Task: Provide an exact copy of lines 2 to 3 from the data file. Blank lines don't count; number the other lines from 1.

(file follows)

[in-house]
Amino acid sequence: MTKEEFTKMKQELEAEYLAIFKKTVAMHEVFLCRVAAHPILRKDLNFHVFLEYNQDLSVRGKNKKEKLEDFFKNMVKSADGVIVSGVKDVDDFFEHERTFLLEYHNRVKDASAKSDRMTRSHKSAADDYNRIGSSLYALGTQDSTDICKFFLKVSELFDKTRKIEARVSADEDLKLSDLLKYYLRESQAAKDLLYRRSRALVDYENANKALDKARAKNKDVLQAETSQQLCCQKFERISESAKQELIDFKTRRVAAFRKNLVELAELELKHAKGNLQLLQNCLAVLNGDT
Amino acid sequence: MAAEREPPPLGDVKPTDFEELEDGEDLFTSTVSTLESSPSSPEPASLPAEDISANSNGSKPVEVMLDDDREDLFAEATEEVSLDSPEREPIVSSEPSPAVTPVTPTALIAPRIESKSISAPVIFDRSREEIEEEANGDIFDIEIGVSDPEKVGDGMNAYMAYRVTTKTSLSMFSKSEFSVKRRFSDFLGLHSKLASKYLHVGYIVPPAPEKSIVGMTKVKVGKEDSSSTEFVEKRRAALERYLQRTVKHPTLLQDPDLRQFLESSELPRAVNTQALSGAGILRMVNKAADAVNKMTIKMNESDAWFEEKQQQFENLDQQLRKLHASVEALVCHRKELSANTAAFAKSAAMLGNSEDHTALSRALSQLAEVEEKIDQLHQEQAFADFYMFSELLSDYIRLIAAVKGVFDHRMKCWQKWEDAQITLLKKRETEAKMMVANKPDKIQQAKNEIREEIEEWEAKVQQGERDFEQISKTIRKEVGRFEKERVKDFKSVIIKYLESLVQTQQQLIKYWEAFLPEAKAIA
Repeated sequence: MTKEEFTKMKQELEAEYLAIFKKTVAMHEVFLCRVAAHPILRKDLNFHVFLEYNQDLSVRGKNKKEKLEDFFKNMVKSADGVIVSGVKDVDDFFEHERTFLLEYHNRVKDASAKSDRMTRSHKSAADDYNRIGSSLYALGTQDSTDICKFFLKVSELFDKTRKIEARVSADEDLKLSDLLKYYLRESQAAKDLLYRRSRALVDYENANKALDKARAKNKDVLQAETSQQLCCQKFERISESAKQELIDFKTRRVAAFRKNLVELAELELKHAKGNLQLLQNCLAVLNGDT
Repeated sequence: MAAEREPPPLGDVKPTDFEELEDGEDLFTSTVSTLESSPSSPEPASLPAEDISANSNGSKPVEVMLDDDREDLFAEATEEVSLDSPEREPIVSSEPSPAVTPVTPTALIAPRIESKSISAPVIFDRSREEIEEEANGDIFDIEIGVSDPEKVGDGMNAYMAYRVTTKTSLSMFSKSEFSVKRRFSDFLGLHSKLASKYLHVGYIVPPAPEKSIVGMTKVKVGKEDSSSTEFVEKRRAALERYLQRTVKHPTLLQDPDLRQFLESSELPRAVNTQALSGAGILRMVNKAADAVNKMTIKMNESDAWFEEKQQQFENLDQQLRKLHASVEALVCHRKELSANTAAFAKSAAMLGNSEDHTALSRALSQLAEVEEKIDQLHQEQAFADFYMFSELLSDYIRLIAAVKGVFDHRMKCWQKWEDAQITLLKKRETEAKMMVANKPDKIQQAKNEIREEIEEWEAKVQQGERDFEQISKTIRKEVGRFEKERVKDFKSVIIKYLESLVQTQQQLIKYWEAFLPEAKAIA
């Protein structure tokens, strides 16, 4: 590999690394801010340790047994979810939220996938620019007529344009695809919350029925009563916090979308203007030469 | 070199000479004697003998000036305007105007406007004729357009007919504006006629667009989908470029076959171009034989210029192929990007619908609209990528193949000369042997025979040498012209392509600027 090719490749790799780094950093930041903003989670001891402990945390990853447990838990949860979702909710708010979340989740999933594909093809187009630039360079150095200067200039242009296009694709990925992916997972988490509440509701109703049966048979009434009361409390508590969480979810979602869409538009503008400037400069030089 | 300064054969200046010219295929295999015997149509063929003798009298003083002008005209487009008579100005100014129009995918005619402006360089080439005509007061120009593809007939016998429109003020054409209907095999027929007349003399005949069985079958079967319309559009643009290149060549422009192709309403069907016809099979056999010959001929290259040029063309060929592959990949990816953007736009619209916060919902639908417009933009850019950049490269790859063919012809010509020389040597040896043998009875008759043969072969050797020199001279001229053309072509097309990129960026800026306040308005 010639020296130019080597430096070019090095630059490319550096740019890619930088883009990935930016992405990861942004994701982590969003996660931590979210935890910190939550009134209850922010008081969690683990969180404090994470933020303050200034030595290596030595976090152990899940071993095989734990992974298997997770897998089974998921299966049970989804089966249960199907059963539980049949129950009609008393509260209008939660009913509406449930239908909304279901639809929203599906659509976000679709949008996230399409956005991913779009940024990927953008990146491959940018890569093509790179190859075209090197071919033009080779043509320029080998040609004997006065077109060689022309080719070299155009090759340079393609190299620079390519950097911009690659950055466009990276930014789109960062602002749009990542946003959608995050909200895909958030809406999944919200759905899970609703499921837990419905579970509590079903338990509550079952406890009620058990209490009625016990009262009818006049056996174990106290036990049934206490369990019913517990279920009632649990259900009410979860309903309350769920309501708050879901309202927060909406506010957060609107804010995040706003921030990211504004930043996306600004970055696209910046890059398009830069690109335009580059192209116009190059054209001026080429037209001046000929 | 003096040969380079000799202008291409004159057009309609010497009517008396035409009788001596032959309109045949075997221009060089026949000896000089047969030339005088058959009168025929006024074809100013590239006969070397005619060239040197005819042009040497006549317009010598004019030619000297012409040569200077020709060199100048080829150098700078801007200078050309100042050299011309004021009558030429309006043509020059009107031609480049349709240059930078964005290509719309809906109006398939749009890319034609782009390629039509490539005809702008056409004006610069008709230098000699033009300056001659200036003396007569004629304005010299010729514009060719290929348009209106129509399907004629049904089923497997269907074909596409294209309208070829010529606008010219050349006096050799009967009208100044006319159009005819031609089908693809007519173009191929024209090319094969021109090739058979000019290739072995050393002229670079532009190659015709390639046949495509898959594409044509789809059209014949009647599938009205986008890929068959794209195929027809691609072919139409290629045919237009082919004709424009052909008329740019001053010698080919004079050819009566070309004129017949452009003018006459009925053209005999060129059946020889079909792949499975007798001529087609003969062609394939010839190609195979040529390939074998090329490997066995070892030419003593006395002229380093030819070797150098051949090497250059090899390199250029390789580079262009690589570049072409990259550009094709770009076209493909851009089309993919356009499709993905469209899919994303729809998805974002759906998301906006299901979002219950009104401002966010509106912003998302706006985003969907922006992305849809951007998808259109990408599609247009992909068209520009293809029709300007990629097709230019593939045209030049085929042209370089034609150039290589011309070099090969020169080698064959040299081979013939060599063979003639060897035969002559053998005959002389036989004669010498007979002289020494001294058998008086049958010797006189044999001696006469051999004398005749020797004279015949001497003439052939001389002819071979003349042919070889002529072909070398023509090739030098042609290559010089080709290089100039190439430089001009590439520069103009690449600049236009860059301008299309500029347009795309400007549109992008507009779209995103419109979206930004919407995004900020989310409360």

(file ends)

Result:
Amino acid sequence: MTKEEFTKMKQELEAEYLAIFKKTVAMHEVFLCRVAAHPILRKDLNFHVFLEYNQDLSVRGKNKKEKLEDFFKNMVKSADGVIVSGVKDVDDFFEHERTFLLEYHNRVKDASAKSDRMTRSHKSAADDYNRIGSSLYALGTQDSTDICKFFLKVSELFDKTRKIEARVSADEDLKLSDLLKYYLRESQAAKDLLYRRSRALVDYENANKALDKARAKNKDVLQAETSQQLCCQKFERISESAKQELIDFKTRRVAAFRKNLVELAELELKHAKGNLQLLQNCLAVLNGDT
Amino acid sequence: MAAEREPPPLGDVKPTDFEELEDGEDLFTSTVSTLESSPSSPEPASLPAEDISANSNGSKPVEVMLDDDREDLFAEATEEVSLDSPEREPIVSSEPSPAVTPVTPTALIAPRIESKSISAPVIFDRSREEIEEEANGDIFDIEIGVSDPEKVGDGMNAYMAYRVTTKTSLSMFSKSEFSVKRRFSDFLGLHSKLASKYLHVGYIVPPAPEKSIVGMTKVKVGKEDSSSTEFVEKRRAALERYLQRTVKHPTLLQDPDLRQFLESSELPRAVNTQALSGAGILRMVNKAADAVNKMTIKMNESDAWFEEKQQQFENLDQQLRKLHASVEALVCHRKELSANTAAFAKSAAMLGNSEDHTALSRALSQLAEVEEKIDQLHQEQAFADFYMFSELLSDYIRLIAAVKGVFDHRMKCWQKWEDAQITLLKKRETEAKMMVANKPDKIQQAKNEIREEIEEWEAKVQQGERDFEQISKTIRKEVGRFEKERVKDFKSVIIKYLESLVQTQQQLIKYWEAFLPEAKAIA